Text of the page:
United Way Leaders United Quarterly - Summer - Page 7

Seven-year-old Amare dreams of
becoming a scientist when he grows up.
Some days, he says he wants to be a firefighter and
other days a police officer. Even as a first-grader,
Amare is very technically-minded, interested in
thinking critically and exploring his world.
“He likes to see how things work,” his mother Omeka
says. “I’m pushing him to be independent.”
But despite his determination, Amare struggled as
he learned to read throughout kindergarten. Omeka
noticed he was having speech trouble, so she
enrolled him in speech therapy after school. Then she
discovered the Y Literacy program through the YMCA
of Middle Tennessee, which offers free one-on-one
reading tutoring to students who are reading below
grade level. That’s where he met his tutor and friend
Heather. Heather and Amare spend every Monday
afternoon together, working on phonics, fluency,
comprehension and vocabulary.
“Just from working with Heather for the fall semester,
he made a whole year’s growth,” says Jordan Waller,
senior director of the Y Literacy program. “He went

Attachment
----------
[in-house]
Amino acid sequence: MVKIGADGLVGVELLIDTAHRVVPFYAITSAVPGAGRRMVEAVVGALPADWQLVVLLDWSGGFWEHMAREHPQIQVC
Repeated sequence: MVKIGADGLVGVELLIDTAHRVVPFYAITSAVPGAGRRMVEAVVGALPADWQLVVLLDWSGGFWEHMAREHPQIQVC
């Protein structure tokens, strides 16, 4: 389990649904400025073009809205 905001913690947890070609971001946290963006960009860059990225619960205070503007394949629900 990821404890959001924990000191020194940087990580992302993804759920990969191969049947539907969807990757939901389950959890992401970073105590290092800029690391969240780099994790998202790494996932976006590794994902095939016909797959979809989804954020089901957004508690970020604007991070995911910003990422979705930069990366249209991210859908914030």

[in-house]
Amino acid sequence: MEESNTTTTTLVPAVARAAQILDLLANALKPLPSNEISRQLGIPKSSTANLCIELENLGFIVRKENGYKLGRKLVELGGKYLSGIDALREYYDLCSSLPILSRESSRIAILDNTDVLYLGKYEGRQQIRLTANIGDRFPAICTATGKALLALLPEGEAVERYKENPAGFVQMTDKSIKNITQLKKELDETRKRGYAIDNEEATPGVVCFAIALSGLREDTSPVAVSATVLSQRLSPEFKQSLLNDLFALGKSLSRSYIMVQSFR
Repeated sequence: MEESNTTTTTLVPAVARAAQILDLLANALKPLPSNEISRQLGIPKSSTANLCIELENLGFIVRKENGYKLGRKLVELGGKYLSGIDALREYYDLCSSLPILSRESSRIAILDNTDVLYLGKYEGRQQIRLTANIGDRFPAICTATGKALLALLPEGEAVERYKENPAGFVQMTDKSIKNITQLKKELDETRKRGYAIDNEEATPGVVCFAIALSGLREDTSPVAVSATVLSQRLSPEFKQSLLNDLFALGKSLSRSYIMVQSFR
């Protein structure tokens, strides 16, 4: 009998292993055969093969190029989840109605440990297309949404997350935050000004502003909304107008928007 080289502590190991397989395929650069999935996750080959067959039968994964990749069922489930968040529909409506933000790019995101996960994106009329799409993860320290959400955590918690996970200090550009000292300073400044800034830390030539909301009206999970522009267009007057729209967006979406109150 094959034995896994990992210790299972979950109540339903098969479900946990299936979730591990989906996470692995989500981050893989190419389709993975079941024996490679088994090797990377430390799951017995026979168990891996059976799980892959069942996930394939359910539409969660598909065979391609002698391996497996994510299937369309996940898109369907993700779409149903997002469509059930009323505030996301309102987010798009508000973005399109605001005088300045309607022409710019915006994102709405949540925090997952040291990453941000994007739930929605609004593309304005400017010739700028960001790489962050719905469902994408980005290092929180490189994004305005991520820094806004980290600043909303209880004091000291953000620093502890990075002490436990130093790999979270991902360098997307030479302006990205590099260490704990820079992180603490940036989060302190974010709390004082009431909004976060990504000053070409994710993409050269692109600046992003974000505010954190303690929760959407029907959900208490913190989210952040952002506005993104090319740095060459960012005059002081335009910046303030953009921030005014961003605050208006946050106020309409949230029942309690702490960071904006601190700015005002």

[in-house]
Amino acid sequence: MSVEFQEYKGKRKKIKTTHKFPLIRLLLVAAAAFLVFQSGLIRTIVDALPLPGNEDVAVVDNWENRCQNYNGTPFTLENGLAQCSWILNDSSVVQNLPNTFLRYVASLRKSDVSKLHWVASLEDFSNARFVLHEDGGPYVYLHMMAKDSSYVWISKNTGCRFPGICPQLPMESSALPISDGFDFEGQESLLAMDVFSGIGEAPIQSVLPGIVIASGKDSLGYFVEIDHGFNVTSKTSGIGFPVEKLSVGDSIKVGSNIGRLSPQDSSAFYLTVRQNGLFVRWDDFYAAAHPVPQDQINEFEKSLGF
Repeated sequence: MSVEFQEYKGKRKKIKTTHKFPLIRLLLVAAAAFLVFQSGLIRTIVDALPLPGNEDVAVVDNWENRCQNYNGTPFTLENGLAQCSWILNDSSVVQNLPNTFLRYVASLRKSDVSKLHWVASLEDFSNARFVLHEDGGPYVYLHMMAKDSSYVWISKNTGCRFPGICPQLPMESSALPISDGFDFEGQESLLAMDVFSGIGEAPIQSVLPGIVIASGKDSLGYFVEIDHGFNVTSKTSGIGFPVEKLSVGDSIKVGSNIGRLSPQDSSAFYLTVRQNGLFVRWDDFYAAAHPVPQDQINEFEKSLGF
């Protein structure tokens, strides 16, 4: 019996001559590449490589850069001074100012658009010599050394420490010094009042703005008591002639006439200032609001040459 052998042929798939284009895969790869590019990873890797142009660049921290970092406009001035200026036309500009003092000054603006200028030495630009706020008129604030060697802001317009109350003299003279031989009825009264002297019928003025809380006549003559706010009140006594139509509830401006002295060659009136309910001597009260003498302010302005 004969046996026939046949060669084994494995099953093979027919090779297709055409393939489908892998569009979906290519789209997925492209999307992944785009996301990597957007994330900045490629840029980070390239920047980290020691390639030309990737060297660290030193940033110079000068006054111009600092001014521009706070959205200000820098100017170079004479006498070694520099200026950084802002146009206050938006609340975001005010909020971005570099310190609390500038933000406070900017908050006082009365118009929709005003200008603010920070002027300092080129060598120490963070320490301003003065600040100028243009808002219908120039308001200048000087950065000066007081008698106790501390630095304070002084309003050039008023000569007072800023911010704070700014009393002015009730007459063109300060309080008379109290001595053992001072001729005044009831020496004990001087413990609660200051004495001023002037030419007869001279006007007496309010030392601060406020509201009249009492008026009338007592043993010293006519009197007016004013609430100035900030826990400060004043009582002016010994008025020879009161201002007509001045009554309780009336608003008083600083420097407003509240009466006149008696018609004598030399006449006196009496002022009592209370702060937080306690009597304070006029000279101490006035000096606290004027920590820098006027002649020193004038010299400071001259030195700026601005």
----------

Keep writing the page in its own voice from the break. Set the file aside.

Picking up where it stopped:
from [reading on] kindergarten level to the beginning
of first-grade level. It’s hard to make an entire year’s
growth in that short of time.”
Heather starts each session by reading a book.
Heather reads and points out specific pictures and
words. Whenever she sees him struggling, she
encourages Amare to break the sentences down.
“I just say ‘What’s this word? OK, what’s this word?’
Then we put it together. He’s getting really good
at that.”
This program is important for students like Amare
because of the individualized attention he gets.
Amare is vibrant and energetic but at school he’s
more reserved. With Heather, he has the confidence to
ask questions that he might not ask at school.
“He’s very inquisitive with me,” Heather says.
Omeka says she knows Amare is strong-willed and
will continue to excel in school.
“He has it in him. He wants to learn,” she says. “He
adores math. I keep telling him, ‘You have to have
both pieces. You’ve got to be able to read well so that
you can do the math.’ ”
And Omeka is exactly right. In a couple years, Amare’s
reading skills will be critical to his success in other
subjects. And with dreams of becoming a scientist,
learning to read is an integral investment in
Amare’s future.
U n it ed Way o f M etro p o lita n N as h vi l l e

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